Dr. Donna L. Clovis has an earned doctorate from Teacher's College, Columbia University in Arts and Humanities. Dr. Clovis has also won two journalism fellowships: the McCloy Fellowship from the American Council on Germany and Harvard University and a Prudential Fellowship from Columbia University Graduate School of Journalism. The McCloy Fellowship resulted in producing documentary work about Holocaust survivors in Germany, now archived in the Holocaust Museum in Washington, D.C. She has won a first-place feature-writing award on racial profiling from the National Association of Black Journalists. She is also the Albert Einstein Education Award winner for achievements that produce a significant improved educational environment from the governor of New Jersey.
Dr. Clovis is interested in documentary work and storytelling that comes from this type of journalism. She especially loves talking with older people, to hear about their lives. This is the basis of her story and the synchronicity that occurred as she gathered the information through interviews and researching articles. It is called being in the right place at the right time. Dr. Clovis lives in the Princeton Junction area and loves to travel to other countries to learn more about people and culture. She has worked as a professor of Gender and Race at Marymount Manhattan College in New York City.
“The writing throughout is strong, with frequent use of simile.”
– Kirkus Reviews
An allegorical novelette envisions a fantastical creature as holding the key to freeing Black citizens from prejudice and police brutality.
Written in the second person, this story casts the reader as the protagonist. The reader’s journey begins at Princeton University’s Seventy-Nine Hall, where Kingfisher, “part man and dragon fish-like beast,” is a captive. Releasing his chained wings will allow him to escape, as he’s the ransom for redemption from “perpetual slavery and unjust policing and death by police.” But the reader winds up a prisoner as well in the Hall’s dungeon. With hands restrained, the reader gasps for breath as someone presses a knee on the neck. The reader must first break free with the help of Kingfisher. The creature can also provide the reader guidance, along with the Queen of Mamas’ lullaby, on how to reach the Village of Mothers and earn the key to unlocking Kingfisher’s cage. This sometimes-treacherous adventure demands that the reader brave the Forest of Lynching, brimming with such dangers as police with red sirens and people draped in white sheets carrying burning torches. But once Kingfisher is free, all Black citizens will be, too. Though metaphorical, much of Clovis’ tale is transparent, as it’s clear what the characters and plot turns symbolize. Still, parts are left to interpretation; for example, the author herself seems to be a guide, whispering into the reader/protagonist’s ear to start the journey. While the story hits on topical issues like George Floyd’s death and police discrimination, it also pushes historical transgressions into the foreground, most notably the appalling Tuskegee experiment. Clovis’ lyrical prose, as in her previous books, graces the pages: “The nature of the universe is vibrational in the expression of power in sound, music, and mantra. This key is true freedom and allows us to transcend the level of awareness from which word becomes spiritual power and flesh.”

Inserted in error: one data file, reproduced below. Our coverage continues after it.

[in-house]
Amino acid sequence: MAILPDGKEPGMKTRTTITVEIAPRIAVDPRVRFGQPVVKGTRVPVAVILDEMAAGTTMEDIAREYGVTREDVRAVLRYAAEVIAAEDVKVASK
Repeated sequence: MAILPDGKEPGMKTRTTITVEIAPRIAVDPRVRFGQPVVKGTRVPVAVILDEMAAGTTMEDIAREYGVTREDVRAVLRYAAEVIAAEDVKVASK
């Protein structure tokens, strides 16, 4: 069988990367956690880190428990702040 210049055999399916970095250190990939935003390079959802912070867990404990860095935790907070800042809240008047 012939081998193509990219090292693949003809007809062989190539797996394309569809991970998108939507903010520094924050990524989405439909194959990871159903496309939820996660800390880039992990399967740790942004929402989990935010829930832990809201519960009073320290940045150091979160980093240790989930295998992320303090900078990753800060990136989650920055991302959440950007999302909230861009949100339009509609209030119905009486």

An engrossing tale of racial intolerance that revels in profundity and hope.
Pub Date: June 1, 2021
Page count: 84pp
Review Posted Online: July 26, 2021
A novelette explores racism and police brutality in a Covid-19 world.